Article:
Mad and neurodivergent individuals shouldn’t be seen as though there is something wrong with them that needs to be fixed. In fact, there are individuals that identify as mad and/or neurodivergent with pride. For some of these individuals, their unique conditions are a part of their individuality and a result of the variation in how the human mind works.

For instance, not all people with bipolar disorder constantly suffer as a result of their condition. While neurodiversity in and of itself involves diverse experiences, some individuals find the mania experienced with bipolar disorder to be thrilling and inspiring. People have described this state of being to make them feel more productive, more likely to take risks or take on challenges and full of life.

Similarly, sometimes individuals with ADHD are perceived as disorganized and unable to maintain their focus. For this reason, some individuals have shared their personal experiences regarding the inclination for professionals and support services to reach out to these individuals with the goal of “fixing” deficiencies. This can be in the form of pushing for the use of medications, for instance. However, some people with ADHD also experience something called hyper focus where they are able to completely zone in on something they are very interested in and are passionate about. Unlike the condition notes, some have reported that they can actually be even more attentive and productive in this state of being.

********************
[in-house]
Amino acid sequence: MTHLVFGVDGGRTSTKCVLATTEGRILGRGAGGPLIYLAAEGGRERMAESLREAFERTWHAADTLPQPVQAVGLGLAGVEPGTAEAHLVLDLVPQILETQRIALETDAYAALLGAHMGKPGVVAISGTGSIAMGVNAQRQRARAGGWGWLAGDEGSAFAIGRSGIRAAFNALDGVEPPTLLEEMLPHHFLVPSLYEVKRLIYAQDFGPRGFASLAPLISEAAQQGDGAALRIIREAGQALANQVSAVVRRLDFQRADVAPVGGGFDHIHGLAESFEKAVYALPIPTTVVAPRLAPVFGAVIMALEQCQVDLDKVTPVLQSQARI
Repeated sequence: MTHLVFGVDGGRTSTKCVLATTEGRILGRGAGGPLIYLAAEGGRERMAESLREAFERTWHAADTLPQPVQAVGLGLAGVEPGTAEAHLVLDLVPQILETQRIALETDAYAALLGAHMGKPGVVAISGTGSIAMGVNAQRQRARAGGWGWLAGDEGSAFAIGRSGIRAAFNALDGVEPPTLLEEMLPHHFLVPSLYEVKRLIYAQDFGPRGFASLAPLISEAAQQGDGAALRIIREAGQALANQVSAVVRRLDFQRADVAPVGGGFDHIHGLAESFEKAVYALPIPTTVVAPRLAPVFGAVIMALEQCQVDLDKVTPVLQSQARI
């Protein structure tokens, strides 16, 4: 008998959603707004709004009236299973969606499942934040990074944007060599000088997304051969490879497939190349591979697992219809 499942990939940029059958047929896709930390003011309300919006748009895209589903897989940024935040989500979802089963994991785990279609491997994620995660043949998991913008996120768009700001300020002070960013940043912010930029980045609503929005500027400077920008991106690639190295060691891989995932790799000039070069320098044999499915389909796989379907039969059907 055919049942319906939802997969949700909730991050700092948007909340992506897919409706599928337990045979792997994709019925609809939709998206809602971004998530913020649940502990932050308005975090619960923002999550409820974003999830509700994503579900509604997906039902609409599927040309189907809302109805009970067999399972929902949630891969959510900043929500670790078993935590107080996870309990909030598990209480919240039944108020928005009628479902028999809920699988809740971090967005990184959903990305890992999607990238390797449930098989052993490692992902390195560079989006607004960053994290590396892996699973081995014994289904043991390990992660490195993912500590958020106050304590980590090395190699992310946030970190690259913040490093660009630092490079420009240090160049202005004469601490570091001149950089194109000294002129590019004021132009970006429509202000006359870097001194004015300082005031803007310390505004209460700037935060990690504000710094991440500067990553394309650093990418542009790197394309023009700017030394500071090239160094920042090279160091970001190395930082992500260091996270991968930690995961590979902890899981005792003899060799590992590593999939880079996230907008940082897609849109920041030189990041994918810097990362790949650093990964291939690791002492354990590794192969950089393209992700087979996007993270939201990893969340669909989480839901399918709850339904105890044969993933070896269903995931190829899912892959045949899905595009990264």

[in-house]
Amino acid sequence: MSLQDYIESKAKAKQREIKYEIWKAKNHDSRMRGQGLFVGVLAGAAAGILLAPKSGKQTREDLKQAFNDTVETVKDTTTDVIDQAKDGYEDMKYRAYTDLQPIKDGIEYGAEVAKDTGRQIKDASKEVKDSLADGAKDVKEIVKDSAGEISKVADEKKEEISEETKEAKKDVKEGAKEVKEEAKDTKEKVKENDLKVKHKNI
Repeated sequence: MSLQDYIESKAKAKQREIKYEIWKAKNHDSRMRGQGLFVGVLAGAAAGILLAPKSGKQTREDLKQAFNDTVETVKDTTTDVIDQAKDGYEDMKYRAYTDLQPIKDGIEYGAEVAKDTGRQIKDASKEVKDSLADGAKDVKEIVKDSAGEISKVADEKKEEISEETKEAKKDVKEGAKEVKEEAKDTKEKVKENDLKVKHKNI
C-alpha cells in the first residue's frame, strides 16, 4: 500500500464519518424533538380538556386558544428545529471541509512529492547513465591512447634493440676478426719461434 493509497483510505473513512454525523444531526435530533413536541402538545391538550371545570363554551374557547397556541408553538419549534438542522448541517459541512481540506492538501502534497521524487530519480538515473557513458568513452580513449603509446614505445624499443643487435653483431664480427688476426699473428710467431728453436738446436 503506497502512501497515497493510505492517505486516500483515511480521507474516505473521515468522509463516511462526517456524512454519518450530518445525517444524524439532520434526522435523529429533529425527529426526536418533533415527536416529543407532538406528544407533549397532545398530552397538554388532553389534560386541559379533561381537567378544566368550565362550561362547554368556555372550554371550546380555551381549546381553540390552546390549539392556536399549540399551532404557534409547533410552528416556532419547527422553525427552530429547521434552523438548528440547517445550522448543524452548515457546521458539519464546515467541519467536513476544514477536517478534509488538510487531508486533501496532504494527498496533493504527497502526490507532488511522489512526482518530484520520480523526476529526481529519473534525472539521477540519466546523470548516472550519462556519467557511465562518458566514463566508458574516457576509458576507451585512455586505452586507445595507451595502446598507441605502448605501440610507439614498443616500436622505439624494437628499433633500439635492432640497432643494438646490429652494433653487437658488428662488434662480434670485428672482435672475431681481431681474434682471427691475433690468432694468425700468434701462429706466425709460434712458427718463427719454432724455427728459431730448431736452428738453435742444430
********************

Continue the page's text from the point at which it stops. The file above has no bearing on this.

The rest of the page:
More well known mental health conditions such as anxiety and depression are widely emphasized and given awareness in society and on campus. Neurodivergent conditions like the ones mentioned previously are often misunderstood due to the lack of understanding surrounding them and the amount of stigma attached to them.

Furthermore, rather than pursue an institutional or community care-based response, such as providing more counsellors at the Student Wellness Centre, the university expects the onus to be on students themselves in addressing their mental health. This is evident through public awareness campaigns such as the Feed Your Hippo campaign in 2016, and the current revamped version of that campaign, known as Ways to Wellness”. 

A Silhouette article written by a mad/neurodivergent student in 2016 criticizes the university’s attempt to address mental health concerns among students through the “Feed Your Hippo” campaign.